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Do you enjoy the experience of selecting veggies or flowers to plant in your own garden? Do you look forward to nurturing the little ones along, weeding, responsibly watering them and finally enjoying the fruits, vegetables and blossoms? If you answered yes, you are in good company! According to the National Gardening Association, gardening is enjoyed by more than 78 million people each year. No matter what our age or skill level, gardening can be good for us physically, spiritually and emotionally.

Tips for the Senior Gardener

  • Paint your garden tools with a bright color. This will enable you to easily locate tools.
  • Purchase seed and seed tape for easier handling and planting. Do it yourself projects for making one’s own seed tape is available online. All it takes is seed, tweezers, all purpose glue and a roll of toilet paper. This can be a fun multi generational activity with the grand kids.
  • Grow plants that heighten the sense of touch or smell. Herbs use little water, are fragrant and can be used in daily cooking. Madera’s local Peter’s Brother’s Nursery located at 1135 S Granada Drive has a variety of seasonal options.
  • Build and design raised beds that provide a place to sit and garden. At Cedar Creek Senior Living there are two large planting beds created using cement blocks. There are many other options for the do it yourselfer from kits to wooden planks.
  • Try using a low stool, chair, or bench to avoid the constant stooping or squatting.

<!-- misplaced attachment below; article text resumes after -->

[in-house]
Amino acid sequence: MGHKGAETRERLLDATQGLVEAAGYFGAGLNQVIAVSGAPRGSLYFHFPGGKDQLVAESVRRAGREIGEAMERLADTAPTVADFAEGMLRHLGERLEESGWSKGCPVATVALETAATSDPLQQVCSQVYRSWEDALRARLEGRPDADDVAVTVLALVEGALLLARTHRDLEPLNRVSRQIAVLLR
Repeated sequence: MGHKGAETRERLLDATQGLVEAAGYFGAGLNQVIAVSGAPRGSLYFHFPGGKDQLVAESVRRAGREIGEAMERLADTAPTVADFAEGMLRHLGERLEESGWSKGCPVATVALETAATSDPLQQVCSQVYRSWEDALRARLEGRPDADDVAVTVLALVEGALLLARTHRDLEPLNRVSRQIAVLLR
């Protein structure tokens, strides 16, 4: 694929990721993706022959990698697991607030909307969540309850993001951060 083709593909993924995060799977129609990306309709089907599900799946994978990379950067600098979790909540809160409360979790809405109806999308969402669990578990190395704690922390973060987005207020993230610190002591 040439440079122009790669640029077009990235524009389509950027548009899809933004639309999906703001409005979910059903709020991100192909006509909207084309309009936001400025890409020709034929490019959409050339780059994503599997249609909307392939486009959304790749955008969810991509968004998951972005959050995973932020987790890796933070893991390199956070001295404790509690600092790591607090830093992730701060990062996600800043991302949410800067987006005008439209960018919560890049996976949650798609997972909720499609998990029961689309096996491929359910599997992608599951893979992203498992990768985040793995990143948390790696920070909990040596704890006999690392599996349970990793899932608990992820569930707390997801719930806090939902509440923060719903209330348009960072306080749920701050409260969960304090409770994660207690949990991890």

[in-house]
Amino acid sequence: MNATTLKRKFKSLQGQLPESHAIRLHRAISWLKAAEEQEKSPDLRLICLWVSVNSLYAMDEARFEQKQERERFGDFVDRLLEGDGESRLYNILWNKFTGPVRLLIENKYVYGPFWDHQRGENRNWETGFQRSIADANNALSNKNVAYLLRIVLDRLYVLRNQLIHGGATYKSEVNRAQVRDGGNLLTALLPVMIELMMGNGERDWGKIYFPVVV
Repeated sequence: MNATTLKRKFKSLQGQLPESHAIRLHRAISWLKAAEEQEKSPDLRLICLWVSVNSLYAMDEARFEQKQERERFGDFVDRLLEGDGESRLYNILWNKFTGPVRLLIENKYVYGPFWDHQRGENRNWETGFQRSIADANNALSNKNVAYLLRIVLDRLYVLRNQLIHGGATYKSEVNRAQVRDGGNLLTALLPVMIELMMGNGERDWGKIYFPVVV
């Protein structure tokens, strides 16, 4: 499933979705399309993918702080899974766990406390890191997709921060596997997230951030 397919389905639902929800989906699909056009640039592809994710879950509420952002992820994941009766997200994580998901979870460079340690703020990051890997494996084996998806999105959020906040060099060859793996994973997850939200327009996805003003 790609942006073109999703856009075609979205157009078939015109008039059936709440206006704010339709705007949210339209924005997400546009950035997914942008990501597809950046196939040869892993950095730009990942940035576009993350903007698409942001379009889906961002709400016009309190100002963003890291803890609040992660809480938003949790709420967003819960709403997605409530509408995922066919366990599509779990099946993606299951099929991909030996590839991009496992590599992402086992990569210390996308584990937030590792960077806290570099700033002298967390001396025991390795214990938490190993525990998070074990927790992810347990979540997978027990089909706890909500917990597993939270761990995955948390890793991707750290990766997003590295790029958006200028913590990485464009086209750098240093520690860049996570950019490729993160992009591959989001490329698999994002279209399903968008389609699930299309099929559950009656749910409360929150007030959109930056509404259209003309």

• For safety sake, garden early in the morning or late in the day. Avoid being out between 10:00 a.m. and 2:00 p.m. Drink plenty of decaffeinated fluids to prevent dehydration. Coffee and ice tea are not the best choices albeit popular ones.
  • Wear lightweight clothing, such as a long sleeved shirt, eye protection, sunscreen, a big hat to shade your face, and gardening gloves. Try applying your favorite hand lotion before slipping on those gloves.

Talk To the Experts

Master Gardener volunteers are trained by the University of California Cooperative Extension and are available to help! Do you need advice with your garden? Have pest problems? Master Gardeners are available to answer your gardening and landscape questions each Tuesday from 2:00 – 4:00 p.m. Call (559) 675-7879 Ext. 7210 or email your questions to mgmadera@ucdavis.edu.

Watering Tips: Don’t forget the basics

  • Check for and repair leaks around the faucets, hoses and sprinkler lines.
  • Adjust sprinkler heads to maximize coverage, avoid watering sidewalks and patios.
  • Install a drip irrigation system, grouping plants with similar water needs together on one drip irrigation line.

Using recycled water, or gray water, to irrigate landscape plants helps conserve water, electricity and reduces water bills. An estimated 30 to 50 percent of home water consumption results in grayw ater, which can be recycled into the landscape. Most homes can supply one-half to 3/4 of water-efficient landscape needs using gray water.

Recycled Gray water Sources:

  • Residential washing machines
  • Bathtubs
  • Showers
  • Sinks

The following are NOT Gray water Sources and should not be used:

  • Kitchen sink
  • Dishwasher
  • Toilets

Because of health risks recycled water and/or gray water is not approved or recommended for use on edible plants. Gray water should only be used on non-edible, ornamental landscapes.

Please check with the California Department of Housing and Community Development (HCD) Division of Codes and Standards website for more information.

He who plants a garden plants happiness. If you want to be happy for a lifetime, plant a garden.
– Chinese Proverbs

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